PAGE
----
Bad Math

Let’s clear something up. The odds of coming back from an 0-3 deficit are now irrelevant. The Sox chances of winning this series are entirely based on a comeback from a 2-3 deficit, so worse than 50-50, but not terrible, either. Toss a coin ten times in a row. If you get ten straight heads, that doesn’t make a tail any more likely on the next throw. The same story here: past performance is not a factor in future projection. This won’t make the achievement of a comeback from 0-3 any less impressive in retrospect, but the odds of it happening have now changed dramatically. Unfortunately.

5 comments… add one
  • YF defies all empirical facts and makes a claim counter to science. There are scientific and mathematical ways of analyzing probablility, and in this case, the Red Sox still have a very low probability of pulling off the comeback. All these probability graphs do is give us another facet of a big picture – they are available at Prospectus. What they tell us is, in a vacuum (yes, a vacuum, a fiction, we know that, YF) – how likely is it that the Sox will win the series. YF can argue all he wants about the humanity of it all, and I too understand in the real world there is an intangible factor in performance-based activity that can damn statistcis, but in this case there are still scientific laws of probability applicable, and the Red Sox still are the underdogs, in statistical terms, and in a big way. That’s a fact. I hope they defy probability, but YF shouldn’t act is if these laws are irrelevant or non-existent, just because he’s distraught over two tough losses.

    SF October 19, 2004, 4:09 pm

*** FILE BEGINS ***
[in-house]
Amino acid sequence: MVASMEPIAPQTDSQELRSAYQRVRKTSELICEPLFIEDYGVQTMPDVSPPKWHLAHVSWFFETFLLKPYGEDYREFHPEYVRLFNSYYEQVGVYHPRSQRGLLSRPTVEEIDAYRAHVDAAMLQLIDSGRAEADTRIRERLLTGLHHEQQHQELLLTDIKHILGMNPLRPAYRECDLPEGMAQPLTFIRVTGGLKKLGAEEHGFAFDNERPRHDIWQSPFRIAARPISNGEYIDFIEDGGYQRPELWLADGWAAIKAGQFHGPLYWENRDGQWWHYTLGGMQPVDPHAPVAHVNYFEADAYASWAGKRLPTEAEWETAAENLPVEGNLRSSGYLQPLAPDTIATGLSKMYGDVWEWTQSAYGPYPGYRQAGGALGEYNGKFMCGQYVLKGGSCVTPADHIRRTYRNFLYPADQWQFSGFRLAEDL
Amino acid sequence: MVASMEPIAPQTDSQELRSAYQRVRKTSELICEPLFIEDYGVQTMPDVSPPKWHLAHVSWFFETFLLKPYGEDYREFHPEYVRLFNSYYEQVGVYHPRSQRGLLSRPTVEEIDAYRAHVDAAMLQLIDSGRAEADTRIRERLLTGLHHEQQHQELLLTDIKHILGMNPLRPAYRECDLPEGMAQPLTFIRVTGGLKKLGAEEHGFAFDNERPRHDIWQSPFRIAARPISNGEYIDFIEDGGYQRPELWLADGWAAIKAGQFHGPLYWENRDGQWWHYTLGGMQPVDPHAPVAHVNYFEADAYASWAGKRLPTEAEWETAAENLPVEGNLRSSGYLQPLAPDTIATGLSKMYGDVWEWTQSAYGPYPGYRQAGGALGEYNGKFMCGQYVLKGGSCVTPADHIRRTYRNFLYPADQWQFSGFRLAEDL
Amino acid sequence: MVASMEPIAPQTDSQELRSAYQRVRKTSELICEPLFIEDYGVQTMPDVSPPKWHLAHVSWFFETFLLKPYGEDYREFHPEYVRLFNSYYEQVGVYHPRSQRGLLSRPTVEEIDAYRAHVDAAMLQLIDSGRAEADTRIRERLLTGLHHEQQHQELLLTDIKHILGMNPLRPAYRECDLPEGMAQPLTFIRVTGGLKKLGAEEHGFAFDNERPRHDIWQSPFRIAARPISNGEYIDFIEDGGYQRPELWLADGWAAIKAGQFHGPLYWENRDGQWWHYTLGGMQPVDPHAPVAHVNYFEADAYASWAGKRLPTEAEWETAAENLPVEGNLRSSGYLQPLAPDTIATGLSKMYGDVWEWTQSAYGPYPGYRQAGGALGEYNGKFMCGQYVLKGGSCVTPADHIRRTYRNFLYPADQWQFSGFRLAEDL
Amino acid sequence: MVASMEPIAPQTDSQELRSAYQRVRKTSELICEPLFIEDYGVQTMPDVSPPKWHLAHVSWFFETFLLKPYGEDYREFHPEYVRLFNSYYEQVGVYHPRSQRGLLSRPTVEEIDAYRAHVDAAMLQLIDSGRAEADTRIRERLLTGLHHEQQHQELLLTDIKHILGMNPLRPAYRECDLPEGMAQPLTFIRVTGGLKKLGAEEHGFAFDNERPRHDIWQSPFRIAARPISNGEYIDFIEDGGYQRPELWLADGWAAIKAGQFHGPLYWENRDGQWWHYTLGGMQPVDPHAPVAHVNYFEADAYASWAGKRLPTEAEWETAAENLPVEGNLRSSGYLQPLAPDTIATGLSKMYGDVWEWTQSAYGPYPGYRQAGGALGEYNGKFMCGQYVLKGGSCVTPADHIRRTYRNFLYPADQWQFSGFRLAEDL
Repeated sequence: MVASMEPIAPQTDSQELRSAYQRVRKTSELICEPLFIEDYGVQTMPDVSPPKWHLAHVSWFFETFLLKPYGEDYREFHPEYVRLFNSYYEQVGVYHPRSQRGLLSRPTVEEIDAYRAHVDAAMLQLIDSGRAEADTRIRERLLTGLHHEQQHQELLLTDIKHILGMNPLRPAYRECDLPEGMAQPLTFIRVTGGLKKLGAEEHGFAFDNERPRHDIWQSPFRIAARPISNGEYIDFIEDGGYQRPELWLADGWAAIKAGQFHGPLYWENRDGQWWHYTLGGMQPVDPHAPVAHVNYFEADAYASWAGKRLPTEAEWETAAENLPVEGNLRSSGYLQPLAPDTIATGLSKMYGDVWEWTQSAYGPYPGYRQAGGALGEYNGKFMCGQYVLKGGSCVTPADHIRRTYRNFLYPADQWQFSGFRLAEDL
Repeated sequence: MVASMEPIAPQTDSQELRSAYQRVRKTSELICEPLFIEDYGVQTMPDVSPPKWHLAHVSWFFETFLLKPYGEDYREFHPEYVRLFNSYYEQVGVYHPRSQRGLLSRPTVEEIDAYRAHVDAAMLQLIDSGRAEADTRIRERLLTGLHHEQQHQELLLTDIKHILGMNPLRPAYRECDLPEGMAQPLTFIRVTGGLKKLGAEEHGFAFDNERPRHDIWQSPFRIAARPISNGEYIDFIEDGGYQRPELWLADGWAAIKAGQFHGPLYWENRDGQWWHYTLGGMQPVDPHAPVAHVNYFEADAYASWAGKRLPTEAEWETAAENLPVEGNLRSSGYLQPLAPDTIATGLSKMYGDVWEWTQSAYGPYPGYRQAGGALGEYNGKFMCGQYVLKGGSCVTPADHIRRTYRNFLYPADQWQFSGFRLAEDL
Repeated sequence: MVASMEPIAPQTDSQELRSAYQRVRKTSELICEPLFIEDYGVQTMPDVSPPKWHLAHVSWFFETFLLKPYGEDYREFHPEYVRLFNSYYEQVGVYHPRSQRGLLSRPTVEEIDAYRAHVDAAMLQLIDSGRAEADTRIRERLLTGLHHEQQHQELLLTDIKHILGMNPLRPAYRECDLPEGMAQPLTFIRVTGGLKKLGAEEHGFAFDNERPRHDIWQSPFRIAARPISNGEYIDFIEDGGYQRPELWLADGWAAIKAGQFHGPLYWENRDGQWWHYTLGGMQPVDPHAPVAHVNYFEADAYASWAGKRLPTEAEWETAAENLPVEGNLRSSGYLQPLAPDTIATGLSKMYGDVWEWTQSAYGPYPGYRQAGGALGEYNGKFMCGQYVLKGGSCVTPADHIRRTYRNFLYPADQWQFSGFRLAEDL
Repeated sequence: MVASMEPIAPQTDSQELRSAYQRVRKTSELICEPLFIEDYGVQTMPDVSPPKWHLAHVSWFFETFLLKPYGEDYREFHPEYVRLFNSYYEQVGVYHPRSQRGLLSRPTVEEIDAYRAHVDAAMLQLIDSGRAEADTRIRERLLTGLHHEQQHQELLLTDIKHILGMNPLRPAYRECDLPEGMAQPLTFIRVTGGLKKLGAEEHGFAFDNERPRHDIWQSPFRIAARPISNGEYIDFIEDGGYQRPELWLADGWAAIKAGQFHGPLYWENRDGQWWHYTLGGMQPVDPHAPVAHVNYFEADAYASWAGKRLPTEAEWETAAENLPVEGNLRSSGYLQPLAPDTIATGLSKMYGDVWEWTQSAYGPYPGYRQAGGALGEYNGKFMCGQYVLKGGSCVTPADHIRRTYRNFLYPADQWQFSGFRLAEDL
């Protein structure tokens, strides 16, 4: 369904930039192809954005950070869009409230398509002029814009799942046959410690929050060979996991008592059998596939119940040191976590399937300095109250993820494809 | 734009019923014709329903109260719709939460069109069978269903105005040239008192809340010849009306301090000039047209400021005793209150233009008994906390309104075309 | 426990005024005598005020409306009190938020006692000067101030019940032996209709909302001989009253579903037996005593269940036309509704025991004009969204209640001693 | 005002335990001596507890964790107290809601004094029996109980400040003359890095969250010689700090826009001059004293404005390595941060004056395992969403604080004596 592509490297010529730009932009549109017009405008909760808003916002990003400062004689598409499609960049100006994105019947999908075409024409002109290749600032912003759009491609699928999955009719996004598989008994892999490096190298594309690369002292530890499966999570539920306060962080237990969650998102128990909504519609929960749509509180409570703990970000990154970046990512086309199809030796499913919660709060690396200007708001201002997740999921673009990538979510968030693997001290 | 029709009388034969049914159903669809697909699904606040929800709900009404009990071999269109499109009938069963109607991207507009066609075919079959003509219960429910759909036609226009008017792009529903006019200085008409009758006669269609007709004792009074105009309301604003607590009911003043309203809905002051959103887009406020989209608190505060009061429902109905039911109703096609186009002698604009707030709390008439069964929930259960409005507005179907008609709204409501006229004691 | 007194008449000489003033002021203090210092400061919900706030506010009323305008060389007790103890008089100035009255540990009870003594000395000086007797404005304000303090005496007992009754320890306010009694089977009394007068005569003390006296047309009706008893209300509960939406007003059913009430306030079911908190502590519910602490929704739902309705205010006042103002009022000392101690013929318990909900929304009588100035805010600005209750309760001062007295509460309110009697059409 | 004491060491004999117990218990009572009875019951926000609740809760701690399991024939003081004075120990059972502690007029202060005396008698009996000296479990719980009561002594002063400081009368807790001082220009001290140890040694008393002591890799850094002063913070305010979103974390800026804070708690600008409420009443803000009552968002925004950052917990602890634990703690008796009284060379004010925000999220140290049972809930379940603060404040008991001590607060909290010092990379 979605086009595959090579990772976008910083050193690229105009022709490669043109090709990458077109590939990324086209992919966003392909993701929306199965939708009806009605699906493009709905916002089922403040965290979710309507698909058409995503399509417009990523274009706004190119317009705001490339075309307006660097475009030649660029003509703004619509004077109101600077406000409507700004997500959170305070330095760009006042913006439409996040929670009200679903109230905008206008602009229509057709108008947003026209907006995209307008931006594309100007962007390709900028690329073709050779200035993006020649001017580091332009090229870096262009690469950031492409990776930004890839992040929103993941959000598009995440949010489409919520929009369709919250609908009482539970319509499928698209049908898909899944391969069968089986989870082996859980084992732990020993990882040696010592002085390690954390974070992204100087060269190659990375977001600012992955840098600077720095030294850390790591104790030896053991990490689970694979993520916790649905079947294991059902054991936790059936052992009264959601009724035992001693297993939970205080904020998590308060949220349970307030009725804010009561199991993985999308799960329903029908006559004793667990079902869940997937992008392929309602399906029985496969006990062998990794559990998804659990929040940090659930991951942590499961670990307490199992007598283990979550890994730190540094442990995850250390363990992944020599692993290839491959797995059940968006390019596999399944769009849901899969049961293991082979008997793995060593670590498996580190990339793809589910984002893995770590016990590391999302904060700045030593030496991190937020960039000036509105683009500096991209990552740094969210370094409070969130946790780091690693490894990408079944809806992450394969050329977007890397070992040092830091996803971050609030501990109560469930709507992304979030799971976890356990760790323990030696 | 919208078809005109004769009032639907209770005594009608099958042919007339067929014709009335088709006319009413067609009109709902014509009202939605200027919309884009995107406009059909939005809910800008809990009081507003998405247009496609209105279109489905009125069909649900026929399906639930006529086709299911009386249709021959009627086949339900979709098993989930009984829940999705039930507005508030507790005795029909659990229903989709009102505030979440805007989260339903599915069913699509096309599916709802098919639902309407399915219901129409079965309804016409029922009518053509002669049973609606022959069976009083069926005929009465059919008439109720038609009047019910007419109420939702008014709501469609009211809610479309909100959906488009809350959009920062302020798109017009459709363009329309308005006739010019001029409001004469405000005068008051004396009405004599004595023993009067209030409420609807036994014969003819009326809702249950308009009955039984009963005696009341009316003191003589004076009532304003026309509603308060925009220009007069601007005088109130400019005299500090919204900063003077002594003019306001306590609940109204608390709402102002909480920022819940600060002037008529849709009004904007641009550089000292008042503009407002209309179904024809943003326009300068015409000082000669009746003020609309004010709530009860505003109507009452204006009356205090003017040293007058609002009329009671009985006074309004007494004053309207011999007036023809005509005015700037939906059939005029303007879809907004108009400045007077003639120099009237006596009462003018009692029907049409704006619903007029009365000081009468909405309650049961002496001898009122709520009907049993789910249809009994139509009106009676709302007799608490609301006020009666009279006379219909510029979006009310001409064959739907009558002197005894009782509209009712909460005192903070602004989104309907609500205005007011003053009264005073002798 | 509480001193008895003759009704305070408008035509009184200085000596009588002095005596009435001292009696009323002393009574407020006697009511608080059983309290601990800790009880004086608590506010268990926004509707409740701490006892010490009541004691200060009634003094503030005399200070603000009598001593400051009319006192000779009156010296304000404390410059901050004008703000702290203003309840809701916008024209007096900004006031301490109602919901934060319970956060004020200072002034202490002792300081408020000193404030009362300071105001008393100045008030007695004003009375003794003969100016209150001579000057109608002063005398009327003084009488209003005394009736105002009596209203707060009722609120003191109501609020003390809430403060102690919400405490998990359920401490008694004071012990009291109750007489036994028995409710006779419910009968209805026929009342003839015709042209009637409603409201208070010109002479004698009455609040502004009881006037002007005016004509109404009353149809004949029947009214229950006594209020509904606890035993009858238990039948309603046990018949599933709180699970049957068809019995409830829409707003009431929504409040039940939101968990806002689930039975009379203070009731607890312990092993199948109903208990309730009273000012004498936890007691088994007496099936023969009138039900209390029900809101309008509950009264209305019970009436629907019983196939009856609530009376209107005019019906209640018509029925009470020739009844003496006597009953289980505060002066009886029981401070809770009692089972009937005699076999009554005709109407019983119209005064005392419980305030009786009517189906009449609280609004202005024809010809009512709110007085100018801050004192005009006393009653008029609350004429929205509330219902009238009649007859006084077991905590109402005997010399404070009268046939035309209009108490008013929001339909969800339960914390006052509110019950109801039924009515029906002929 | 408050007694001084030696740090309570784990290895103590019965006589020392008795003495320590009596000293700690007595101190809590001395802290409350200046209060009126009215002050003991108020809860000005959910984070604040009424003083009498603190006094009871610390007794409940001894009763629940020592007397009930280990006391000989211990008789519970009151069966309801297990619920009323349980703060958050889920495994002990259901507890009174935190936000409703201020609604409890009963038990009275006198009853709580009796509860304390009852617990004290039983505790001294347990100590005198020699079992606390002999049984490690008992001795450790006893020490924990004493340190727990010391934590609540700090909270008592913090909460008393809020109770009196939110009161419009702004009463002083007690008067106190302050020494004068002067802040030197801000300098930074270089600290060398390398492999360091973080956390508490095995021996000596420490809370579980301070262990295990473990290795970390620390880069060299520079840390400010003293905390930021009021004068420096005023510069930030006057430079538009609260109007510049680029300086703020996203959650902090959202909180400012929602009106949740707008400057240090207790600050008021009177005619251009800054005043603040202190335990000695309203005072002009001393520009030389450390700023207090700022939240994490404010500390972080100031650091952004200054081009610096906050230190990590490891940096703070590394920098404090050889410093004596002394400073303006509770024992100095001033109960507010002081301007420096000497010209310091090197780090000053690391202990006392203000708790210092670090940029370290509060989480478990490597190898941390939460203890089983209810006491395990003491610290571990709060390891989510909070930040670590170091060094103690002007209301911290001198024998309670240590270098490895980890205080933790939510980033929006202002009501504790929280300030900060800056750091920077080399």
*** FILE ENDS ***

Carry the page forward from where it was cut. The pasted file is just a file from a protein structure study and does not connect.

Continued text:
• Maybe SF should head over to the Learning Annex for a refresher course in probability. The Sox odds of winning are now entirely derived from the fact that they must win two consecutive away games with a dicey pitching staff against a formidable opponent. That’s it. That they were once down 0-3 does not make a victory in the coming games any less probable.

    Nash October 19, 2004, 4:31 pm
  • This is just NOT the same as flipping a coin. The Sox’ probablity of winning has increased from two days ago, but the actual probability of them closing the series out is still low. Not tiny, as it was two days ago, but still low. I don’t see what the problem is here. Why are YFs so concerned about the math?

    SF October 19, 2004, 5:02 pm
  • Also, if I hit the Learning Annex I am definitely taking in the “How to Produce a Radio Show” with Gary “Bababooey” Dell’Abbate, or the “How to make a meatball” with Rocco DiSpirit, not the rudimentary statistics class…

    SF October 19, 2004, 5:04 pm
  • The math isn’t the important thing here. The thing to remember is that if the Sox can hold out to get to the Yanks shotty bullpen (which they did last night – and the night before), then they…..just…..might…..win.

    Anonymous October 19, 2004, 5:47 pm

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